On 31st January 1983, Depeche Mode released a new single. That single, Get The Balance Right!, was landmark in many ways. Firstly, it was the first release with Alan Wilder as an official member of the band. The band's then fanclub, the Depeche Mode Information Service, announced Alan's arrival in the October 1982 newsletter:
|Picture courtesy of DM Live Wiki|
Secondly, it marked Alan's first songwriting credit with the band with the B-Side The Great Outdoors! a song he track he co-wrote with Martin. Thirdly, the band released their first ever Limited Edition and fourthly, finally and less relevantly, Get The Balance Right! contains the line that this blog was named after. The logo I use is what you might call influenced by the sleeve design too.
Let us then, almost entirely predictably, take a look at Get The Balance Right! As I will inevitably forget to add the exclamation mark on every occasion I type the song's name, from this point, let's forget about the exclamation mark.
ALMOST PREDICTABLE...ALMOST - GET THE BALANCE RIGHT
Get The Balance Right was recorded in Blackwing Studios in 1982. Alan recalls that the band deliberately produced a "dance 12" " that was "very much geared towards the clubs." The dancefloor smash envisaged is obviously more apparent on the towering beast that is the Combination Mix, more of which in a bit. The 7" version of the song is certainly danceable enough if that is a phrase, and it's propelled along on a glorious, thudding bassline. If Leave In Silence hinted at a new direction for Depeche Mode, then Get The Balance Right confirmed that shift. The song is not without its poppy side of course, but its harder sound and general sense of dark urgency clearly stand it apart from the first couple of singles from A Broken Frame. Martin's lyrics are more inward looking than his previous efforts, sounding a bit like a man struggling to grasp fame and the demands it has on him. He was obviously busy as his diary was full until "Next Thursday." It's a fascinating song really and its release as a one off single makes sense as it wouldn't have fitted on A Broken Frame and isn't quite in keeping with Construction Time Again. The fact it was recorded after A Broken Frame would of course have stopped it from fitting on the album too.
Oddly of course, Get The Balance Right features on the Construction Time Again 12" Boxset and on the reissue CD/DVD from a few years ago. Shake The Disease and It's Called A Heart feature on the Black Celebration reissue CD/DVD but sadly, and wrongly, didn't appear in the Black Celebration 12" boxset. Sorry for the non-sequitur, but that point is always worth making. I'll be making it again in a few blogs time.
The single was released on 31st January 1983 and entered the charts at number 32 on 12 February. The band's appearance on Top Of The Pops on 10th February helped push the single up to 22 on the 19th of February
Poor Alan - already relegated to drums. The single remained at 22 for a further week before climbing to its chart high of 13 on 5th March. From there it went to 15, 26, 40 before finally taking a joyride to its house in the countryside via a final stop at number 62.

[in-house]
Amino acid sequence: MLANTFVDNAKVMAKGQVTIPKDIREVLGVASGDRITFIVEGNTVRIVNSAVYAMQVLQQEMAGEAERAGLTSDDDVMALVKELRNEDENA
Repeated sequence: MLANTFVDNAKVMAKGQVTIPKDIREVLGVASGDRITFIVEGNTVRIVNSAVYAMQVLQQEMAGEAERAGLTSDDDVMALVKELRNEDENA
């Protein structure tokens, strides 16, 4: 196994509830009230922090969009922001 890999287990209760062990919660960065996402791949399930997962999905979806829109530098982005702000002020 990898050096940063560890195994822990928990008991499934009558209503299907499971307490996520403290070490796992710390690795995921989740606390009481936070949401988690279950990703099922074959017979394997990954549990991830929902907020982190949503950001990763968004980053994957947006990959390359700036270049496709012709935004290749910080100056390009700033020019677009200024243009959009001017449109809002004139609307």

The reviews of the song were the usual mix of the positive and insulting. Smash Hits loved it, saying it was "fascinating enough structurally to keep it around (the charts)longer than most. " Sounds liked it too, saying it was "the sort of thing they do better than anyone else." Time Out however were not big fans of the song, reviewer John Gill saying "I have often wondered why God bothered with Depeche Mode." A man with too much time on his hands clearly.
The band haven't played the song live that much, perhaps reflecting its status as an in-between albums single. It has been played live a total of 62 times, first being heard on 23 December 1982 at the Brixton Ace on the A Broken Frame tour. It appeared 48 times on the Construction Time Again tour, last being played on 2nd June 1984 in Ludwigshafen.
As I mentioned above, the B-side is a Martin and Alan co-written instrumental called The Great Outdoors! Another exclamation mark. The song was written in the studio and "all done very quickly" according to Alan and that is evident when you hear the song. It starts off well enough, in a similar early electronic experimentalism way to Oberkorn (It's A Small Town) but it goes a bit odd 1 minute 38 seconds in when it becomes the soundtrack to a dodgy cartoon in which a gnome is having a series of jaunty dreams. Or something. Anyway, that carries on for 3 minutes or so before more dark electronic swooshes return us to something a bit more like it. The song has never been played live. I know - surprising right?
Once again, we have a video that doesn't match the marvellousness of the song. We start off with the band dressed as scientists, watching small child play with a crane before Alan wanders in and starts miming the song. The child rightly tries to hide in his bed screaming "For f**cks sake, can SOMEONE tell the Director that this is Alan Wilder and NOT Dave Gahan. Dave is the f**king singer, not f**king Alan. Alan is the new boy. He plays f**king keyboards. SOMEONE CALL MY AGENT."
Alan tells the story slightly differently saying that the Director Kevin Hewitt thought he was actually the singer and the band were too shy to tell him he was wrong. They very much got the balance between shyness and being stroppy wrong there. Ho ho.
Fletch appears as a scientist again and then Martin pops up with a bowler hat and waistcoat. The lack of any sense is added to by Dave appearing as a magician. He twiddles his hankies (NOT a euphemism) before the scene changes and we see all four DM lads attempting to coax us into a fairground. All very odd. Quite rightly, the child stays where he is and instead the Depeche boys, now in suits, play space invaders while four milkmen stand behind each of them waiting to play on the machines.
I can't believe I wrote that sentence.